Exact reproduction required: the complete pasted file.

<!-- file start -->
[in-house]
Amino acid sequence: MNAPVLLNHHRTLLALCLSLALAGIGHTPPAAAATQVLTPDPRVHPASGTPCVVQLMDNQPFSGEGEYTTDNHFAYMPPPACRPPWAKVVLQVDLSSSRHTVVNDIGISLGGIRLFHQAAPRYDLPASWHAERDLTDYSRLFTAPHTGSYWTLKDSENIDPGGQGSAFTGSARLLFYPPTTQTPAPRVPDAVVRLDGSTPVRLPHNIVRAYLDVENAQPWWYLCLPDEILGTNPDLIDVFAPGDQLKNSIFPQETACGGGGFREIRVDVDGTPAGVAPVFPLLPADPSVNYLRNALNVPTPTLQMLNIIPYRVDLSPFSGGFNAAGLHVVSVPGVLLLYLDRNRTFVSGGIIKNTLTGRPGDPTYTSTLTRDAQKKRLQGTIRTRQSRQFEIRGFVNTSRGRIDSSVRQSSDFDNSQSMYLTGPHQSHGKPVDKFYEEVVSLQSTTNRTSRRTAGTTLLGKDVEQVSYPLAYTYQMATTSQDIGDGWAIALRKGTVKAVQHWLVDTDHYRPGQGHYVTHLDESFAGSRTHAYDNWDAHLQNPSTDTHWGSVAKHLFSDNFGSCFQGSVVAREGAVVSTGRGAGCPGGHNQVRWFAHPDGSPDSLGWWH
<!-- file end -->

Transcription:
[in-house]
Amino acid sequence: MNAPVLLNHHRTLLALCLSLALAGIGHTPPAAAATQVLTPDPRVHPASGTPCVVQLMDNQPFSGEGEYTTDNHFAYMPPPACRPPWAKVVLQVDLSSSRHTVVNDIGISLGGIRLFHQAAPRYDLPASWHAERDLTDYSRLFTAPHTGSYWTLKDSENIDPGGQGSAFTGSARLLFYPPTTQTPAPRVPDAVVRLDGSTPVRLPHNIVRAYLDVENAQPWWYLCLPDEILGTNPDLIDVFAPGDQLKNSIFPQETACGGGGFREIRVDVDGTPAGVAPVFPLLPADPSVNYLRNALNVPTPTLQMLNIIPYRVDLSPFSGGFNAAGLHVVSVPGVLLLYLDRNRTFVSGGIIKNTLTGRPGDPTYTSTLTRDAQKKRLQGTIRTRQSRQFEIRGFVNTSRGRIDSSVRQSSDFDNSQSMYLTGPHQSHGKPVDKFYEEVVSLQSTTNRTSRRTAGTTLLGKDVEQVSYPLAYTYQMATTSQDIGDGWAIALRKGTVKAVQHWLVDTDHYRPGQGHYVTHLDESFAGSRTHAYDNWDAHLQNPSTDTHWGSVAKHLFSDNFGSCFQGSVVAREGAVVSTGRGAGCPGGHNQVRWFAHPDGSPDSLGWWH